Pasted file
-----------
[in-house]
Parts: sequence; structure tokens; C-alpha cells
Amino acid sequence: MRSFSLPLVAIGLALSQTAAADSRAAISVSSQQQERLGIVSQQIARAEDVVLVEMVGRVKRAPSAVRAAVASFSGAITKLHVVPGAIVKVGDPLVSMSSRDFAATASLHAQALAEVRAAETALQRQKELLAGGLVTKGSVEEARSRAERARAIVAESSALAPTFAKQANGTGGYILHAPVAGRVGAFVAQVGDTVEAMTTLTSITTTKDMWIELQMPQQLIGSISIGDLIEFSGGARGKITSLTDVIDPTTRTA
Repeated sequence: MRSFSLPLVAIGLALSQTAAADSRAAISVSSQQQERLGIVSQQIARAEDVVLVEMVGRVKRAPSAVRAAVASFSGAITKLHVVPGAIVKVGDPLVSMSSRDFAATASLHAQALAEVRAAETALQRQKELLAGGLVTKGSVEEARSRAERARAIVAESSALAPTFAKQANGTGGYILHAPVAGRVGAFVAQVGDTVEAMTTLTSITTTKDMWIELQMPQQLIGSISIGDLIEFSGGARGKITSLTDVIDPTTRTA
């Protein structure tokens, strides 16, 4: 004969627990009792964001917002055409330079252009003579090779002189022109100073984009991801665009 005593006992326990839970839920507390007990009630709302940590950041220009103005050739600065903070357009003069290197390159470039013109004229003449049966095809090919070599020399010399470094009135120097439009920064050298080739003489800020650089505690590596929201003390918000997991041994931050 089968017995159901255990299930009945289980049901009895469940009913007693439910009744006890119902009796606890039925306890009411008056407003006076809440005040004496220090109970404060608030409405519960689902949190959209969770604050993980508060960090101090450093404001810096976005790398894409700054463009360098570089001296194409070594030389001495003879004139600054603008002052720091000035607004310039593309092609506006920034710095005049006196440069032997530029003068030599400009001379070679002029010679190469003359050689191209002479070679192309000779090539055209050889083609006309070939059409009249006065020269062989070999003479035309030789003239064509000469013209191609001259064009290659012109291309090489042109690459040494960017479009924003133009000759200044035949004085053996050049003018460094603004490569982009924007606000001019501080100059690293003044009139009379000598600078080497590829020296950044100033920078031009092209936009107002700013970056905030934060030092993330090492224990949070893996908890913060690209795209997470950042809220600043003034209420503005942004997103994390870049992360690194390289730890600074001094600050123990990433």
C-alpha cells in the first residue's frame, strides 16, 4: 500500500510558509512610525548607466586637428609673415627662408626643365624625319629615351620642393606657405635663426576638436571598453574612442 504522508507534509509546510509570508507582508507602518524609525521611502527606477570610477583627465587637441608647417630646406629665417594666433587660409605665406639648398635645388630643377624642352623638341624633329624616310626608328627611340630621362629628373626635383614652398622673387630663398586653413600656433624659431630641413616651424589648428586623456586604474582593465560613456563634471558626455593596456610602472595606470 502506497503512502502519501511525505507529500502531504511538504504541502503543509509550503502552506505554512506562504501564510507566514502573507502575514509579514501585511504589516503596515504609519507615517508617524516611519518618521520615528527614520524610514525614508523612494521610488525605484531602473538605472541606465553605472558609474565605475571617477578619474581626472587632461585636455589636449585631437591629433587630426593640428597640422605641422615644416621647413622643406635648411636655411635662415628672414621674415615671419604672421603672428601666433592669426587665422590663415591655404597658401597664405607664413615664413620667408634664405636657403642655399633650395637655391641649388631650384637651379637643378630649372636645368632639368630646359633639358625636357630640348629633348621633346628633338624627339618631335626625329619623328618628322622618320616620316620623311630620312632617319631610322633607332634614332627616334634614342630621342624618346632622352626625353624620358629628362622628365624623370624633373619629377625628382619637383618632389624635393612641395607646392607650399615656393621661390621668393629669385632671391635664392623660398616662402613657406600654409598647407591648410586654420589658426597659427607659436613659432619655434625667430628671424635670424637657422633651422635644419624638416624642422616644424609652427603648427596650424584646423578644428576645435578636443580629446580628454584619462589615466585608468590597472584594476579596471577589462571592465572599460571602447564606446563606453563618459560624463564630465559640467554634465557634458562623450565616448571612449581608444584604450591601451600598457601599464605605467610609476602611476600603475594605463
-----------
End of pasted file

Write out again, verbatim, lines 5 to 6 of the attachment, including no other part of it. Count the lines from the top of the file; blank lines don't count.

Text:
């Protein structure tokens, strides 16, 4: 004969627990009792964001917002055409330079252009003579090779002189022109100073984009991801665009 005593006992326990839970839920507390007990009630709302940590950041220009103005050739600065903070357009003069290197390159470039013109004229003449049966095809090919070599020399010399470094009135120097439009920064050298080739003489800020650089505690590596929201003390918000997991041994931050 089968017995159901255990299930009945289980049901009895469940009913007693439910009744006890119902009796606890039925306890009411008056407003006076809440005040004496220090109970404060608030409405519960689902949190959209969770604050993980508060960090101090450093404001810096976005790398894409700054463009360098570089001296194409070594030389001495003879004139600054603008002052720091000035607004310039593309092609506006920034710095005049006196440069032997530029003068030599400009001379070679002029010679190469003359050689191209002479070679192309000779090539055209050889083609006309070939059409009249006065020269062989070999003479035309030789003239064509000469013209191609001259064009290659012109291309090489042109690459040494960017479009924003133009000759200044035949004085053996050049003018460094603004490569982009924007606000001019501080100059690293003044009139009379000598600078080497590829020296950044100033920078031009092209936009107002700013970056905030934060030092993330090492224990949070893996908890913060690209795209997470950042809220600043003034209420503005942004997103994390870049992360690194390289730890600074001094600050123990990433």
C-alpha cells in the first residue's frame, strides 16, 4: 500500500510558509512610525548607466586637428609673415627662408626643365624625319629615351620642393606657405635663426576638436571598453574612442 504522508507534509509546510509570508507582508507602518524609525521611502527606477570610477583627465587637441608647417630646406629665417594666433587660409605665406639648398635645388630643377624642352623638341624633329624616310626608328627611340630621362629628373626635383614652398622673387630663398586653413600656433624659431630641413616651424589648428586623456586604474582593465560613456563634471558626455593596456610602472595606470 502506497503512502502519501511525505507529500502531504511538504504541502503543509509550503502552506505554512506562504501564510507566514502573507502575514509579514501585511504589516503596515504609519507615517508617524516611519518618521520615528527614520524610514525614508523612494521610488525605484531602473538605472541606465553605472558609474565605475571617477578619474581626472587632461585636455589636449585631437591629433587630426593640428597640422605641422615644416621647413622643406635648411636655411635662415628672414621674415615671419604672421603672428601666433592669426587665422590663415591655404597658401597664405607664413615664413620667408634664405636657403642655399633650395637655391641649388631650384637651379637643378630649372636645368632639368630646359633639358625636357630640348629633348621633346628633338624627339618631335626625329619623328618628322622618320616620316620623311630620312632617319631610322633607332634614332627616334634614342630621342624618346632622352626625353624620358629628362622628365624623370624633373619629377625628382619637383618632389624635393612641395607646392607650399615656393621661390621668393629669385632671391635664392623660398616662402613657406600654409598647407591648410586654420589658426597659427607659436613659432619655434625667430628671424635670424637657422633651422635644419624638416624642422616644424609652427603648427596650424584646423578644428576645435578636443580629446580628454584619462589615466585608468590597472584594476579596471577589462571592465572599460571602447564606446563606453563618459560624463564630465559640467554634465557634458562623450565616448571612449581608444584604450591601451600598457601599464605605467610609476602611476600603475594605463